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Commentary
April 25, 2007

The Right Brain Hypothesis for Obesity

Author Affiliations
 

Author Affiliations: Berenson-Allen Center for Noninvasive Brain Stimulation, Behavioral Neurology Unit, Department of Neurology, Beth Israel Deaconess Medical Center and Harvard Medical School, Boston, Mass.

JAMA. 2007;297(16):1819-1822. doi:10.1001/jama.297.16.1819

The prevalence of obesity continues to increase exponentially worldwide. In the United States, where the majority of the adult population is at least overweight, this condition accounts for an economic burden in billions of dollars per year. Despite increased awareness and determined efforts, the epidemic remains uncontrolled and constitutes a global public health problem. Moreover, the current state of knowledge may not include critical aspects of the etiology of obesity.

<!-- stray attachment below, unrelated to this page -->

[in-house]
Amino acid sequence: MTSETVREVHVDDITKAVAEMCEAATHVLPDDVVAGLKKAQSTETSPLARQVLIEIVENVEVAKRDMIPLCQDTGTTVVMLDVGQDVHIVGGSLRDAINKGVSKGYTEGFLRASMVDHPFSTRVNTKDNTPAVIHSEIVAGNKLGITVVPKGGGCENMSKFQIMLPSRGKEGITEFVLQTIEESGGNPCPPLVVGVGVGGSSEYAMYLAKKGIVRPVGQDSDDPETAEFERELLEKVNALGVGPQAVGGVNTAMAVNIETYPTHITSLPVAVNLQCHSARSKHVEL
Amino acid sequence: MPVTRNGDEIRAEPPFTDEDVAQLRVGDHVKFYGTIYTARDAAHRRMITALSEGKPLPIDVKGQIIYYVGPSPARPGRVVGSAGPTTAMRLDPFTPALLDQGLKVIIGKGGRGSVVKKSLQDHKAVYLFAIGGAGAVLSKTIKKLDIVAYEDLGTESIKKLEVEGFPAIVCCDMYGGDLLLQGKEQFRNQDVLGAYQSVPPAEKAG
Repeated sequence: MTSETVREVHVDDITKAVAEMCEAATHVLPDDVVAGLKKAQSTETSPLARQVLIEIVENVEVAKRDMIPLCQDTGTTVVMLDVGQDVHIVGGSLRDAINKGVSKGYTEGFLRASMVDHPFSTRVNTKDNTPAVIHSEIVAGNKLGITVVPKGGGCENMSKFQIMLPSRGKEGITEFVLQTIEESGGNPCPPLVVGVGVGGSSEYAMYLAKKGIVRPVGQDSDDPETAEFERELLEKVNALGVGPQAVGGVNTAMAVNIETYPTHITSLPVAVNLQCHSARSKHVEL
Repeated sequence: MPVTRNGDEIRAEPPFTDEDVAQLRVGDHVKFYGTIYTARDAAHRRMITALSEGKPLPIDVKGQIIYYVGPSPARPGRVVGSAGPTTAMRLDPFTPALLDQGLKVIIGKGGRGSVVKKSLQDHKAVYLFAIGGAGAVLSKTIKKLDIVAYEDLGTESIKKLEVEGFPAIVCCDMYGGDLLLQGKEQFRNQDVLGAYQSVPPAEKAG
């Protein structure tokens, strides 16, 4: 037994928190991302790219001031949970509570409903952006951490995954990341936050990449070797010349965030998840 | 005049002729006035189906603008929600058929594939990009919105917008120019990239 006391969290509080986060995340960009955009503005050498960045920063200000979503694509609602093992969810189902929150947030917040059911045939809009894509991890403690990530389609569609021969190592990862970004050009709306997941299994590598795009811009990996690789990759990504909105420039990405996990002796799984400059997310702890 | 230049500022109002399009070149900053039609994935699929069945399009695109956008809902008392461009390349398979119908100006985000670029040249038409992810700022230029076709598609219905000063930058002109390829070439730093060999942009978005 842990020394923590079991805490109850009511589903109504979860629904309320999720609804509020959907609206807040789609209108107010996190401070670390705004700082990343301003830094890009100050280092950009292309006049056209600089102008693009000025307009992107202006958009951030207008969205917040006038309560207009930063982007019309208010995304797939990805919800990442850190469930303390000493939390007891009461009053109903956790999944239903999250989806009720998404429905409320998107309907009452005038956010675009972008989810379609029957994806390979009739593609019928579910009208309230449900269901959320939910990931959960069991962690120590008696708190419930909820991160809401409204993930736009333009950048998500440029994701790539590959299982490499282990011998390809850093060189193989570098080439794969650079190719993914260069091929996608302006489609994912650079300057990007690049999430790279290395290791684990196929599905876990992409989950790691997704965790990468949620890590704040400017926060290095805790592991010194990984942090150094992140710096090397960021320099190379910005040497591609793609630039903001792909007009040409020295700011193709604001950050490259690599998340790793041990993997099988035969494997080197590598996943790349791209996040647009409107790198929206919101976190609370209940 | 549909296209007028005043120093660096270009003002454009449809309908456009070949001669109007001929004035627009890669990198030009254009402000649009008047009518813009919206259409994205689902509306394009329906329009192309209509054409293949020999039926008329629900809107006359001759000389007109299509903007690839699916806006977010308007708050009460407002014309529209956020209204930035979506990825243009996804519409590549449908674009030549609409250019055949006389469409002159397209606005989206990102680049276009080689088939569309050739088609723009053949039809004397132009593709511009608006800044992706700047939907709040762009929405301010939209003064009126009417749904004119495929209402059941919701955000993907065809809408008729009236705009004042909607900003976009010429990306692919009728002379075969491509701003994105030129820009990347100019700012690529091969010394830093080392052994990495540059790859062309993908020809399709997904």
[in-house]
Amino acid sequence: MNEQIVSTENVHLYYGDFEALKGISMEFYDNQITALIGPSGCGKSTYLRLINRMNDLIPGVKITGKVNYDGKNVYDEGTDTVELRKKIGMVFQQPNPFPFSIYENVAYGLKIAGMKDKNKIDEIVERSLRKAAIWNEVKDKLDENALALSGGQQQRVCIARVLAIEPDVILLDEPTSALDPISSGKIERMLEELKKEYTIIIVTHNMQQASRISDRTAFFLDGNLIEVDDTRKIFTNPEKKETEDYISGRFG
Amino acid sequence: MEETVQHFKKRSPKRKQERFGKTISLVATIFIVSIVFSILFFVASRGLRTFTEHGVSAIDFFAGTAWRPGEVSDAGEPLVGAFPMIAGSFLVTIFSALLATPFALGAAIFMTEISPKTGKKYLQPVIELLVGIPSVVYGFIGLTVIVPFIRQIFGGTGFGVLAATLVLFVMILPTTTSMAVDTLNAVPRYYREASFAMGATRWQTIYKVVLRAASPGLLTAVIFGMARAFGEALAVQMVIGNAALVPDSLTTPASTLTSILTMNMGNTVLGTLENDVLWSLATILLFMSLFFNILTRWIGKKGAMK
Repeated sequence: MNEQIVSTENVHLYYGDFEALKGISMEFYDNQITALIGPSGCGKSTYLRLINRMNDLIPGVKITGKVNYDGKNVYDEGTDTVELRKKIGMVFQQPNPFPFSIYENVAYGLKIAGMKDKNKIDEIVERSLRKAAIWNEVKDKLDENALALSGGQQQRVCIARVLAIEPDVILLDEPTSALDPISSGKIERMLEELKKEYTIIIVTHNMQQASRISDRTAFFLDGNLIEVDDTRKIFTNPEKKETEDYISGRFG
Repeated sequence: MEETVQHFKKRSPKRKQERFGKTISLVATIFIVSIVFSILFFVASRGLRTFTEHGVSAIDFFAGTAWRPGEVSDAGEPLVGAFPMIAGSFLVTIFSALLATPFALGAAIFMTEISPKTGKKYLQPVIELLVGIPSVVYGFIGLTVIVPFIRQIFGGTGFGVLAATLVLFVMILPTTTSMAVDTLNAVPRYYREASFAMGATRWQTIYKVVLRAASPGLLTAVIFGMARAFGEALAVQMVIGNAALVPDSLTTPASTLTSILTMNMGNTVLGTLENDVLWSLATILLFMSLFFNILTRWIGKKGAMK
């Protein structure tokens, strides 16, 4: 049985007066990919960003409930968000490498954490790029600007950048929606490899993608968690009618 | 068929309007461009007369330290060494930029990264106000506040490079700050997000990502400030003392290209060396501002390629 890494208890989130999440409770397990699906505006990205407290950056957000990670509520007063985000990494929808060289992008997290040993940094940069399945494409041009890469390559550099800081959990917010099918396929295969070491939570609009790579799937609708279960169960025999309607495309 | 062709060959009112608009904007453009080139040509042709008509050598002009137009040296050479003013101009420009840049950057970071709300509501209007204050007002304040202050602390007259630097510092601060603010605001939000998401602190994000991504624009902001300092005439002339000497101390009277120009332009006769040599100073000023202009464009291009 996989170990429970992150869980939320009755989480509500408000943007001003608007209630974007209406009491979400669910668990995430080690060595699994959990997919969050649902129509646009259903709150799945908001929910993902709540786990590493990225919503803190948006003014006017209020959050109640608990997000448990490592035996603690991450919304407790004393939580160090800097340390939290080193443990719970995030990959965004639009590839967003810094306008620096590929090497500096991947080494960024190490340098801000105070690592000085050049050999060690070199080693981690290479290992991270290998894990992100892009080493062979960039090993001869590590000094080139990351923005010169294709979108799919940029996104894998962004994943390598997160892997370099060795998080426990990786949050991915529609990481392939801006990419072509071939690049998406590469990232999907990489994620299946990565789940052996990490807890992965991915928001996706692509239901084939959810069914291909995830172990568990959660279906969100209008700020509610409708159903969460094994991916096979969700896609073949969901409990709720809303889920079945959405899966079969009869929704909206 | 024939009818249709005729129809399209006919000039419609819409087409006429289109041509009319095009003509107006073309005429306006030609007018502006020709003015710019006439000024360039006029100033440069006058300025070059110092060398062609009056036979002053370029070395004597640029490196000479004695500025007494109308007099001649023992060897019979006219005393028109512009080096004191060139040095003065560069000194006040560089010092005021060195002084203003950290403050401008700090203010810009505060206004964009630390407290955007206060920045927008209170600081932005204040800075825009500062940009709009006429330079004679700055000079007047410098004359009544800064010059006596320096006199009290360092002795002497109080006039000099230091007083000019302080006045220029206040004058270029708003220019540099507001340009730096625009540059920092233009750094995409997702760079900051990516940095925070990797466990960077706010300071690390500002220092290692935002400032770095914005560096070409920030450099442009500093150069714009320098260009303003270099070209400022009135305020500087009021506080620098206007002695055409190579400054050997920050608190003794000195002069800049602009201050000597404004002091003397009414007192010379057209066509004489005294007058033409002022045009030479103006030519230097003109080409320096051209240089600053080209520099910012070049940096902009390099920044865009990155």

Research during the past decades has drawn attention to the role of the brain in the regulation of food intake and the pathogenesis of obesity. The current paradigm, derived from carefully studied animal models, emphasizes neuroendocrine circuits involved in the control of appetite, with the hypothalamus as the main orchestrator. Peripheral information from the gastrointestinal tract, the pancreas, and adipose tissue is provided to the hypothalamus and brainstem via the vagus nerve and hormonal mediators, such as ghrelin, insulin, and leptin (Figure). As a result, adjustments in feeding and energy expenditure take place to ensure an adequate balance that matches bodily needs. Aside from satiating appetite, eating provides feelings of gratification, and palatable foods stimulate brain circuits of reward and motivation, engaging limbic and paralimbic areas under the modulatory influence of neurotransmitters and releasing neuropeptides, such as dopamine and endorphins. Beyond genetic predispositions and metabolic needs, hedonic aspects of food intake are important to understand body weight regulation and the genesis of obesity.

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